Clearly, Nothing Changes…

    Well, it’s February and my second post of the year. Big round of applause for consistency! Yay!

    Not much to report. Projects all moving forward. S-l-o-w-w-w-w-w-l-l-l-y-y-y.

    Oh yeah, I did get to work with Zoe Keating at my day job. Long time dream come true. It was both a blast and very educational (as interactions with her usually are). Bonus points because her sound guy, Alex Nahas is an amazing Stick player.

    Making an effort to stay on top of social media presence so watch this space for some archival scraps in addition to the usual (hah!) updates.

    Nothing Changes…

    Buh-bye 2021. Don’t let the door hit you on the way out.

    2021 was arguably one of the worst years of my life, for reasons I won’t go into as they don’t really apply here. Suffice it to say, while I am not holding my breath (unless around the unmasked), and having abandoned what most people call “hope”, I am starting the year off with cautiously reserved optimism.

    So, what is on the horizon? Well, since booking isn’t really happening right now, The Arty LaVigne Band is pivoting into recording pre-production mode. Currently I am reviewing hours of multitrack rehearsal recordings (a very useful tool) and working out arrangements, hooks, sounds, etc.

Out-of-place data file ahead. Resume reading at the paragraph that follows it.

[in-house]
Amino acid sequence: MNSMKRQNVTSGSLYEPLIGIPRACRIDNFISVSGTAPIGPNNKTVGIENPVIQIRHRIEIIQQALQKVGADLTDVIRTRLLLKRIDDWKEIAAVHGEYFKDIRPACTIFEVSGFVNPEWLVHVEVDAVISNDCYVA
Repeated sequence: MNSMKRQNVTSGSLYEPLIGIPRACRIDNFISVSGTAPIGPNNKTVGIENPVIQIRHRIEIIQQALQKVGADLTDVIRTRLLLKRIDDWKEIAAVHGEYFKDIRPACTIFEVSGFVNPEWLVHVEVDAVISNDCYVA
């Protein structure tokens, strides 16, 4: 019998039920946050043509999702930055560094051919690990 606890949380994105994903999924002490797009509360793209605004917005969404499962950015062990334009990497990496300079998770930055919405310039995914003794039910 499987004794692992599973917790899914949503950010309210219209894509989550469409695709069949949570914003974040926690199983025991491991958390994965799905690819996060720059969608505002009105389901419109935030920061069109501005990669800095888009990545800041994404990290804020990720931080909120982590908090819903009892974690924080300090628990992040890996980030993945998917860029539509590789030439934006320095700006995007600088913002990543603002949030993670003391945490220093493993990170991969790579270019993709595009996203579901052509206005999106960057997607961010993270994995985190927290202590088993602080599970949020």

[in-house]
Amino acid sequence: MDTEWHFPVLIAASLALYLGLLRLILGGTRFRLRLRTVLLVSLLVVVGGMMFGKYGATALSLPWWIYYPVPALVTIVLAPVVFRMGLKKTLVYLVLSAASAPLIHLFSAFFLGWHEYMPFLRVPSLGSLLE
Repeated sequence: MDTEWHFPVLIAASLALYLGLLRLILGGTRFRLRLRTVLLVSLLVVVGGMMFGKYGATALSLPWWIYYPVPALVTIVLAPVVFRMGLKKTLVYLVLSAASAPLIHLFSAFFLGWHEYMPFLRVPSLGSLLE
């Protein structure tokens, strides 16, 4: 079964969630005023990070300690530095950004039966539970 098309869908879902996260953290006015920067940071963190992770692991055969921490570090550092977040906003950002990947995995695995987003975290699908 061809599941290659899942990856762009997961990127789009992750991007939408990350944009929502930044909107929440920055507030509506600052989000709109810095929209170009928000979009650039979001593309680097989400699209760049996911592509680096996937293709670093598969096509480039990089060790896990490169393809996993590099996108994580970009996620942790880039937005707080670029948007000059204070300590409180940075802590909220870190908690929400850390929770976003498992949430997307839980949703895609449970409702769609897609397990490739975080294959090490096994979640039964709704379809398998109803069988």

I am also continuing to spelunk through the archives* and organizing and digitizing multitracks from long ago. Amongst these are a wealth of Regional Science Fair recordings (several I don’t even remember doing) as well as all the demos/experiments from my teenage years when I was just learning how to do this stuff. Some of this stuff might actually make it to your eardrums one of these days.

    What else? Well, I have my Stick rig rebuilt and I am trying to get back into a practice routine. My plan is to finish my own album soon-ish. All the members of Ghost Ghost are working on their own stuff but cross-pollination/collaboration is a definite possibility. Also, while Stone Document is in mothballs, Dennis and I continue to plot and conspire our next steps as a team. No idea of a direction but it will doubtless be eclectic.

    • Please take a moment to imagine Tiny Tim singing “Spelunk Through the Archives”

    Summer’s Over

    credit: Mike Conley